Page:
Dangers Of Wifi Hotspots - KMSP-TV

Dangers Of Wifi Hotspots

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Scott DeGirolamo is a computer security expert and the owner of Computer Guy. Scott DeGirolamo is a computer security expert and the owner of Computer Guy.
PHILADELPHIA -

They're called wifi hotspots or wireless Internet zones. They're inside coffeehouses, hotels, restaurants, and even buses and trains.

And when you're connected, you can access digital information, literally out of thin air.

Wifi is popping up everywhere. It's fast, convenient, and when you're on the go, an easy way to connect the world to your smartphone or laptop.

"It's just available everywhere which makes everything a lot easier and everything is faster over the Internet and your cellular network, so it's always an easier way to go," describes a wifi user sitting in a cafe.

But there's a potential dark side to this high-tech wizardry. Unlike private, wired networks that prevent unwanted access, public or shared wifi connections can be hacked and compromised.

"You can snoop the wireless signals coming across the Internet very easily," says Scott DeGirolamo.

Scott DeGirolamo is a computer security expert and the owner of Computer Guy in northeast Philadelphia.

He says hackers can steal so-called "data packets" from shared wifi networks if the digital information is not protected by a secure login or an encryption service. Without protection, degirolamo says, "You're a sitting duck."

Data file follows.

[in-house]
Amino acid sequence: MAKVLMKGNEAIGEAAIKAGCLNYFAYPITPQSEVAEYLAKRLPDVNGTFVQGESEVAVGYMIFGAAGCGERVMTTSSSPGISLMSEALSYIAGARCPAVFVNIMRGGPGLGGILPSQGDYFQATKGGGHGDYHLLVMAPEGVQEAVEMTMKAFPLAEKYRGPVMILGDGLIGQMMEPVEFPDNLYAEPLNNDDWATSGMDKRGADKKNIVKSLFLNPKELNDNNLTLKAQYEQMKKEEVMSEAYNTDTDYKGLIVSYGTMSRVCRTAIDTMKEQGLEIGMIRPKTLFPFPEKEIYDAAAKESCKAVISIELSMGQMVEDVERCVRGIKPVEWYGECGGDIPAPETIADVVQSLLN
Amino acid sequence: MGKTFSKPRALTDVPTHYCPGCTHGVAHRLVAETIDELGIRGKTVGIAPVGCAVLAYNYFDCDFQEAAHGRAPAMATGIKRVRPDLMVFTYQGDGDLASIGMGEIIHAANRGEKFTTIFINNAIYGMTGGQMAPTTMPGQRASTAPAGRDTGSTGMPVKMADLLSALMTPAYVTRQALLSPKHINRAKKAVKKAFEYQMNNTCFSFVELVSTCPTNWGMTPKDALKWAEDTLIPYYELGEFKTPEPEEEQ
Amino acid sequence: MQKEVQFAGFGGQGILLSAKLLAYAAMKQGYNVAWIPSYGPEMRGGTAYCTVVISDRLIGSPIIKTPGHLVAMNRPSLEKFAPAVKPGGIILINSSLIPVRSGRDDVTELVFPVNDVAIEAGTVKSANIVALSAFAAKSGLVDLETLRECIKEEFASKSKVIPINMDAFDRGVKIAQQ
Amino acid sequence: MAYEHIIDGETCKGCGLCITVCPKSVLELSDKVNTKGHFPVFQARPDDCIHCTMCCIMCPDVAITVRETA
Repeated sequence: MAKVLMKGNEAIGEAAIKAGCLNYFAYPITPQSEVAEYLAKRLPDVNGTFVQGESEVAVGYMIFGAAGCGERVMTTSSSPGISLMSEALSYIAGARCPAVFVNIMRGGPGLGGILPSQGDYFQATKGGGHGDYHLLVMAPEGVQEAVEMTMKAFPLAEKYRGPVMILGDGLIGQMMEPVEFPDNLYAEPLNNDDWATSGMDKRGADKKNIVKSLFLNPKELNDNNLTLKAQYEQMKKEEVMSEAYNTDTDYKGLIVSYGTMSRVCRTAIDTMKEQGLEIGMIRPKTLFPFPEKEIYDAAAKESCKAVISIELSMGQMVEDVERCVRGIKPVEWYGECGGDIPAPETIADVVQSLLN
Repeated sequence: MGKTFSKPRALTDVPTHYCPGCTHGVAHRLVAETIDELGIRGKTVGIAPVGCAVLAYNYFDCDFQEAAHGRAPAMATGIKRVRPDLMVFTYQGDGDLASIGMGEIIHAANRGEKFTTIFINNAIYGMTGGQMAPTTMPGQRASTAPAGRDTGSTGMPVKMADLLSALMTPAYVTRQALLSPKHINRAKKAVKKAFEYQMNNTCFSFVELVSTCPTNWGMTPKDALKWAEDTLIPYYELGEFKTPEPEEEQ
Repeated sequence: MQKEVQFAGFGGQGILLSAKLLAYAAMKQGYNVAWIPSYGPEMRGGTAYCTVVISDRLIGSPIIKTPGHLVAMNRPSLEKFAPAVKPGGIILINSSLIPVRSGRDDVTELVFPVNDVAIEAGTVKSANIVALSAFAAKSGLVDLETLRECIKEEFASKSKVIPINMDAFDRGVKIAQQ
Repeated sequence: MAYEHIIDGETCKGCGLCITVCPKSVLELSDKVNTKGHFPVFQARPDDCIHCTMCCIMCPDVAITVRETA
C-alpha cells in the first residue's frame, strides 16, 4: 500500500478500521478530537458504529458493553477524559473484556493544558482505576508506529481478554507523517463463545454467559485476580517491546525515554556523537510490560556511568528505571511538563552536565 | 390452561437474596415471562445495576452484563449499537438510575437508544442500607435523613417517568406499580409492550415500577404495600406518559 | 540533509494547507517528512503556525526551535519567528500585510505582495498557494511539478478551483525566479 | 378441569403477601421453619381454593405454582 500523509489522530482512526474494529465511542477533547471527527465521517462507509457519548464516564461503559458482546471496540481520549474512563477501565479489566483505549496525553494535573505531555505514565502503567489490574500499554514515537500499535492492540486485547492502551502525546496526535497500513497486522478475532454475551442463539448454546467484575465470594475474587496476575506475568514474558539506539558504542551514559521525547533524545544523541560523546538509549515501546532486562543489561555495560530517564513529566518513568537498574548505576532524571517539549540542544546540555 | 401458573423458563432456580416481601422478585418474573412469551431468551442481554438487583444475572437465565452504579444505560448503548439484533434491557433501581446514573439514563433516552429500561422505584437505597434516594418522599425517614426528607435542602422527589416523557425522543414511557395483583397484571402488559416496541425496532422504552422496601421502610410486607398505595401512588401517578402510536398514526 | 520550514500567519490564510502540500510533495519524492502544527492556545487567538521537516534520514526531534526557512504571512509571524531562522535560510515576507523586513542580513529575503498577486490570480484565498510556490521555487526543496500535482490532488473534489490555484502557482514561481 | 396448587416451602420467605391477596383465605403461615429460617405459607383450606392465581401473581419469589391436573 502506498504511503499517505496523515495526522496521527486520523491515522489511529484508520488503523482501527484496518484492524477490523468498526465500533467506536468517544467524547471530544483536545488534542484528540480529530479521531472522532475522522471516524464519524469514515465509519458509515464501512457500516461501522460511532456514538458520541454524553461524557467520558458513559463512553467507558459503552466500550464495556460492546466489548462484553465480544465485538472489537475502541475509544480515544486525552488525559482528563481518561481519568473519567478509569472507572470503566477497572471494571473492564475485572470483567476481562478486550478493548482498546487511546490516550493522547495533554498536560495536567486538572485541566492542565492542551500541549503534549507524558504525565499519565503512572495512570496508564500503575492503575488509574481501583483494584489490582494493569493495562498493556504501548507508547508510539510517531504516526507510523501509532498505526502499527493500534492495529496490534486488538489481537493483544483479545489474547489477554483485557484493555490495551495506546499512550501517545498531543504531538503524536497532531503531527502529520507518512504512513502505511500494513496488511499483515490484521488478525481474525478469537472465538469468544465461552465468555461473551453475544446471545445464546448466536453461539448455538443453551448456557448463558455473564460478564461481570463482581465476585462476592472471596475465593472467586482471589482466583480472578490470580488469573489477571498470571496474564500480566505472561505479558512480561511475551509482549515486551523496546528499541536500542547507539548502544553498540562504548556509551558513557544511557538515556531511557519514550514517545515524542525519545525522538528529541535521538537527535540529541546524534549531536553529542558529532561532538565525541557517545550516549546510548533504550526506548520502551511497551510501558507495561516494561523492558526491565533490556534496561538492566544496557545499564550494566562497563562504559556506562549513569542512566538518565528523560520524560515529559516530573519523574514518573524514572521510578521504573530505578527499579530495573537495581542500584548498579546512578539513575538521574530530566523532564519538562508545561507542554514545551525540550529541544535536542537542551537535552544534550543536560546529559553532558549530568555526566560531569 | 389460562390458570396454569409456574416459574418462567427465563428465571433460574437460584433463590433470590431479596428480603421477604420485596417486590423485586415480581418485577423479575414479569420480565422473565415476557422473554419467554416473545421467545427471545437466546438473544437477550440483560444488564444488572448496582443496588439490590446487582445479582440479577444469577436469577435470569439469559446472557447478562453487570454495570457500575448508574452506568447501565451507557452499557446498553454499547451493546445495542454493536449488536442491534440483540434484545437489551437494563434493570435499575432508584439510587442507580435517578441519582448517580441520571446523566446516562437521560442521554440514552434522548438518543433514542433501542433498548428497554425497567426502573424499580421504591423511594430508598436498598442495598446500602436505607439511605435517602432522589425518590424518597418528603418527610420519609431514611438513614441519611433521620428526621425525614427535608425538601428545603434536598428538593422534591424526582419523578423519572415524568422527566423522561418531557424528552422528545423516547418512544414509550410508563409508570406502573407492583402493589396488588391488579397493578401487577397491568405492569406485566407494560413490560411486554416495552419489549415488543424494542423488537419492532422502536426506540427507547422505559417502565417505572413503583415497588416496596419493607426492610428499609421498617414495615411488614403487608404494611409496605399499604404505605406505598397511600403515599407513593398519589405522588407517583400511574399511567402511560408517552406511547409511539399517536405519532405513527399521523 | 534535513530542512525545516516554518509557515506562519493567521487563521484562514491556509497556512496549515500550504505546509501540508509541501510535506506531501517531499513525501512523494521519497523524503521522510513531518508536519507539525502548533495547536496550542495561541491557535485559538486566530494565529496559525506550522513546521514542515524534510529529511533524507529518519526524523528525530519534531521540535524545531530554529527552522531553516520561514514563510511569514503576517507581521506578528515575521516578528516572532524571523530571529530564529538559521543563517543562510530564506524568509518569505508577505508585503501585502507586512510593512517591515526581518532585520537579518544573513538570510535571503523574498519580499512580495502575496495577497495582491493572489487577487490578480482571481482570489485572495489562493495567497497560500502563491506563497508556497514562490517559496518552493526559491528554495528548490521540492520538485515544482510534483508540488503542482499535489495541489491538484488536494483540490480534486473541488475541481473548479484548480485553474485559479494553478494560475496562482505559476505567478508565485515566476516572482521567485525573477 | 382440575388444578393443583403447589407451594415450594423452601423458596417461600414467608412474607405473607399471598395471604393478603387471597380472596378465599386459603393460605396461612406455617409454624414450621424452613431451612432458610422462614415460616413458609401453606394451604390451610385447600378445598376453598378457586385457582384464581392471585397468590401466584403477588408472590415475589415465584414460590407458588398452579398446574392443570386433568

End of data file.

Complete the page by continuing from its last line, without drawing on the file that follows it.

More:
"Someone could be within a 100 feet or 100 yards sniffing your packets that are sent out from your device to the Internet and recording and seeing everything that is sent," explains DeGirolamo.

How easy is it for hackers to steal your unprotected info? We asked DeGirolamo for a demo.

DeGirolamo set up a phony bank statement and accessed the information using an unprotected wifi network.

"So now I'm setting up a user name and password for access for an online hacking profile," explains DeGirolamo.

Managing technician and Computer Guy employee, Mike Jablonowski played the role of a would be hacker.

"Well, by having his computer onto the WiFi, his computer is now joined to the network. From the network we can view his computer and everything he has on it that is open," says Jablonowski. "With no security, we can jump right in and grab it without any problems, and again, he doesn't even realize we've been in his computer."

"Anyone can do this, it doesn't require special skills at all," adds DeGirolamo. "You have to be a little savvy on the Internet, but you certainly don't have to be a hacker."

If you use your wifi, experts say take steps to help protect yourself:

Choose a location that offers a secure log-in.

Make sure your device has all the latest security updates and patches.

Change the default setting so you have to manually select a wireless network.

And, disconnect wifi settings when you're computer or smartphone is not in use.

The bottom line? if you're not using protection, use your common sense.

"If you're in an open wireless network it wouldn't be a good idea to use an APP for your bank or any other sensitive data. probably wouldn't be a good idea to work with in that sort of open environment because any one could see what you're doing," advises DeGirolamo.

A very simple wifi safety tip to keep in mind, always look over your shoulder before you put in passwords. You never know when crooks are spying on your passwords. Or your credit card numbers.

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